Cases of COVID-19 continue to drop significantly across the country, as the most recent surge caused by the Omicron variant is declining at a rapid pace.
The United States reported 330,128 new COVID-19 cases yesterday, and 3,546 deaths, according to the Johns Hopkins COVID-19 tracker. The 7-day average of new daily cases is 385,425, with 2,658 daily deaths, according to the New York Times tracker.
New daily cases have decreased by almost 50% in the last 2 weeks, but the average daily death rate — which lags by 4 to 6 weeks behind case rates — has increased by 35%. An analysis of new federal data shows 100,000 Americans have died from COVID-19 since Thanksgiving.
It will take several weeks for hospitalizations and deaths to follow case count trends; The HHS Protect Public Data Hub shows 122,627 inpatient beds in use for COVID-19. Hospitalization rates are down 16% in the last 14 days.
Despite progress, 14 states are struggling with intensive care unit (ICU) capacity of 15% or less, ABC News reports. Those states include Alabama, Arkansas, Georgia, Indiana, Kentucky, Louisiana, Mississippi, Missouri, Nevada, New Hampshire, New Mexico, North Carolina, Oklahoma, and Texas.
US hospitals look abroad for staff
Meanwhile, stressed hospitals have forced healthcare systems to look abroad for staff, according to the Associated Press. Because of a temporary cessation of employment visas during the first part of the pandemic, the United States has double the number of green cards to offer skilled professionals — including nurses.
Typically, hospitals are drawn to nurses from English-speaking countries, including Jamaica and the Philippines. Industry experts say the demand for international nurses has risen between 300% and 400% since the pandemic began.
Vaccine requirements in flux
The US Army said yesterday that it will immediately begin removing soldiers who have refused COVID-19 vaccination, the Washington Post reports. The Pentagon announced a vaccine requirement last August. A vast majority of service members have complied with the mandate, but a small percentage has refused.
The CDC COVID Data Tracker shows 63.9% of Americans are fully vaccinated against COVID-19, 75.4% have received at least one dose of vaccine, and 41.8% of vaccinated Americans have received a booster dose.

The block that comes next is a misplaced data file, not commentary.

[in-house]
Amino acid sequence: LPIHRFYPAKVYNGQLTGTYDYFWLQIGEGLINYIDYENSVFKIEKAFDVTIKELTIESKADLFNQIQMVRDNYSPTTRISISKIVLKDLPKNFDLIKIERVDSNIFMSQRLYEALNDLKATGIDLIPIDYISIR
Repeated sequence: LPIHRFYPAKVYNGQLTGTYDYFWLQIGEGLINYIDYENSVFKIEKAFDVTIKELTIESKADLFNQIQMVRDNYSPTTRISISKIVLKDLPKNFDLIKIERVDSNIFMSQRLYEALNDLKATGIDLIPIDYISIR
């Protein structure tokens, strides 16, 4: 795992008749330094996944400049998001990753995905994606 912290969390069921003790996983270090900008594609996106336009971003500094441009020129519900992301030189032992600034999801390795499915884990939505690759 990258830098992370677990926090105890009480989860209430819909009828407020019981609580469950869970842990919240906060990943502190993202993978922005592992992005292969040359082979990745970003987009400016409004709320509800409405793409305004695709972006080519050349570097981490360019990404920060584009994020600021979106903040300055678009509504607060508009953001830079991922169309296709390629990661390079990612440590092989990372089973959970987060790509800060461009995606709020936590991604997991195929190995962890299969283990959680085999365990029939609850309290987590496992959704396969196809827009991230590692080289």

Meanwhile, airlines and other travel-industry groups asked the Biden administration yesterday to drop COVID-19 test requirements for vaccinated passengers before US-bound flights, CNBC reports.
Rising COVID-19 in Europe, other global headlines
- Europe reported 12 million cases over the past week, marking the highest weekly number of cases since the start of the pandemic, the head of the World Health Organization (WHO) European regional office said today at a briefing. Though hospitalization continues to rise, intensive care unit (ICU) admissions haven't risen significantly, and deaths appear to be plateauing, Hans Henri Kluge, MD, MPH, said. He said high levels of immunity from vaccination and infection, combined with a seasonal decline in cases and lower Omicron severity, could produce a "cease fire" in the battle against COVID-19. He urged countries to take measures to protect themselves against future threats, including keeping vaccination protection high, stepping up surveillance, and promoting a culture of personal responsibility for taking protective measures.
- More European nations that are still reporting record Omicron cases announced they were easing restrictions, including Sweden, which is dropping all of its measures next week despite high case levels, and the Czech Republic, which will start by opening up restaurants and entertainment venues to unvaccinated people.
- Beijing yesterday reported 55 COVID-19 cases in Winter Olympics athletes and staff, the highest daily total so far. The opening ceremony is tomorrow, and China, one of the few countries with a "zero COVID" policy, has a closed-loop system in place to separate games participants from the public.
- New Zealand, after 2 years of COVID-19 travel restrictions, today announced a phased reopening plan that in October will allow for all international arrivals.
- The global total today rose to 386,891,794 cases, and 5,707,157 people have died from their infections, according to the Johns Hopkins online dashboard.
CIDRAP News Editor Lisa Schnirring contributed to this story.